Spokesman Dujarric:  There's obviously the OIOS [Office of Internal Oversight Services] inquiry going on into Mr. [Andres] Kompass and into everything related to that.  You know, I think the aim right now is to ensure accountability for the victims of these alleged rapes and horrendous abuse [that] these young children suffered at the hands the soldiers.  That's… that should be everyone's aim.  Obviously, there will come a time I think when we will need to take a look at how this issue was handled, but I will also add that there is obviously an internal investigation through OIOS and looking at Mr. Kompass.  At this point, I don't have anything to add.

Inner City Press:  The other thing… something you said yesterday was about this, there was no harm to the French investigation by not lifting immunity because they were written questions that were answered.  There's an article in Le Monde today that says that, yeah, written answers were provided seven months after the questions were proffered and was provided on 29 April, which just happened to be the date on which the exposé was first published.  I'm wondering… you can read Le Monde.  I can read it to you.  But, that's what they are saying, basically.

Spokesman:  You know, I think that there are different timelines going on here.  The prosecutor in Paris has his own timeline.  What I can tell you is that on 10 October, the Permanent Mission of France of the UN sent a note verbale to the Secretary-General, to the Office of Legal Counsel with a request from the… from a French judicial authority, a vice-prosecutor, confirming they had a hard copy of the report, which obviously had gone from Mr. Kompass, requesting for us to waive the immunity of the investigator, the OHCHR [Office of the High Commissioner for Human Rights] investigator, who authored the report and allowed him to be interviewed.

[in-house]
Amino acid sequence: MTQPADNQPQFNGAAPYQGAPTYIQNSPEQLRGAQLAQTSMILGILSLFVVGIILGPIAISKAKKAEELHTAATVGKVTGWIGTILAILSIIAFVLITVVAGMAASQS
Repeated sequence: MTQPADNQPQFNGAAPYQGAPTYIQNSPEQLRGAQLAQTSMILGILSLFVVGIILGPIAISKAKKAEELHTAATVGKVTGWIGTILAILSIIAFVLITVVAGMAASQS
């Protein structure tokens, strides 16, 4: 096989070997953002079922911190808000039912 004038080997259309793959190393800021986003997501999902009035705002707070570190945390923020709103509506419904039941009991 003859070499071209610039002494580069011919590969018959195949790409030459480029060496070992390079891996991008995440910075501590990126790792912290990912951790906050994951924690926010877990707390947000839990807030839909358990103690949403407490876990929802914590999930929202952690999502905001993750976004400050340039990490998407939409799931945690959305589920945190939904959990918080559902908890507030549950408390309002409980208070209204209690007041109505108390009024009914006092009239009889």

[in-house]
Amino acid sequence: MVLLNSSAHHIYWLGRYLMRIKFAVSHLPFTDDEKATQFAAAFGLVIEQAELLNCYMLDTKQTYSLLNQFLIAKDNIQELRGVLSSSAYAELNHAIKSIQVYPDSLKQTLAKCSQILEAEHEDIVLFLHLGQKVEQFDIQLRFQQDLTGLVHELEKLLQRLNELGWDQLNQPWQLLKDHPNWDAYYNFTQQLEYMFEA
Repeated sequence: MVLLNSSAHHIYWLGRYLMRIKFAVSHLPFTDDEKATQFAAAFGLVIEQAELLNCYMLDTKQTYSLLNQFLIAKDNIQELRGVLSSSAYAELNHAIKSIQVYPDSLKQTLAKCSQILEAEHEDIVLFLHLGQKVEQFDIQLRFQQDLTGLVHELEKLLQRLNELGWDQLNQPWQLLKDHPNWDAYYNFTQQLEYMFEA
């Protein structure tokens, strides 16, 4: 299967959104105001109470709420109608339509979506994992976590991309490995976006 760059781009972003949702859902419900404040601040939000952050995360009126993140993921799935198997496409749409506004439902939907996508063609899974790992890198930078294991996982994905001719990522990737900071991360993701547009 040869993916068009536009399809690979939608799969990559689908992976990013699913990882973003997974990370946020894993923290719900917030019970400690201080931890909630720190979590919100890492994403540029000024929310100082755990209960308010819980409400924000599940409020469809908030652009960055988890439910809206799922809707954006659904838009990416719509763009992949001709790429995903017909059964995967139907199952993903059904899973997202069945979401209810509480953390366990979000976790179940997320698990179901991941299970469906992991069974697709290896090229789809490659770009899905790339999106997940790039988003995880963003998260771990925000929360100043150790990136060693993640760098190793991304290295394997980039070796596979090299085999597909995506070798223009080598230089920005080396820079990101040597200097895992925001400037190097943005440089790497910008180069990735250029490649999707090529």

Following consultations internally, which obviously involve the Mission in the Central African Republic, which involved OLA [Office of Legal Affairs], which involved UNICEF, which involved the Office of High Commissioner for Human Rights, we wrote back, saying that we will fully cooperate, that we are offering to send them a copy of the redacted report.  And again, here, I can't stress enough the importance of shielding the identities of the victims.  I mean, there are a number of countries in Europe, for example, where it is illegal to share the names of rape victims or of minors who have gone under child abuse, so I think that the issue of protecting the names of the witnesses and those who have been abused is primary.

We also told them that the chief investigator was right now serving in a post in Chile and will provide responses in writing to any questions put forward by French investigators.  We stressed that this cooperation was done on a voluntary basis without any prejudice to the issues of privileges and immunity. That was a letter that we wrote to the French authorities on 5 November.  On 6 February of 2015, we received a letter from the French mission transmitting, obviously, documents that had gone from their own judicial authorities, the written questionnaire and which was for the investigator and reiterating the request to lift the investigator's… the investigator's immunity.  That was on 6 February.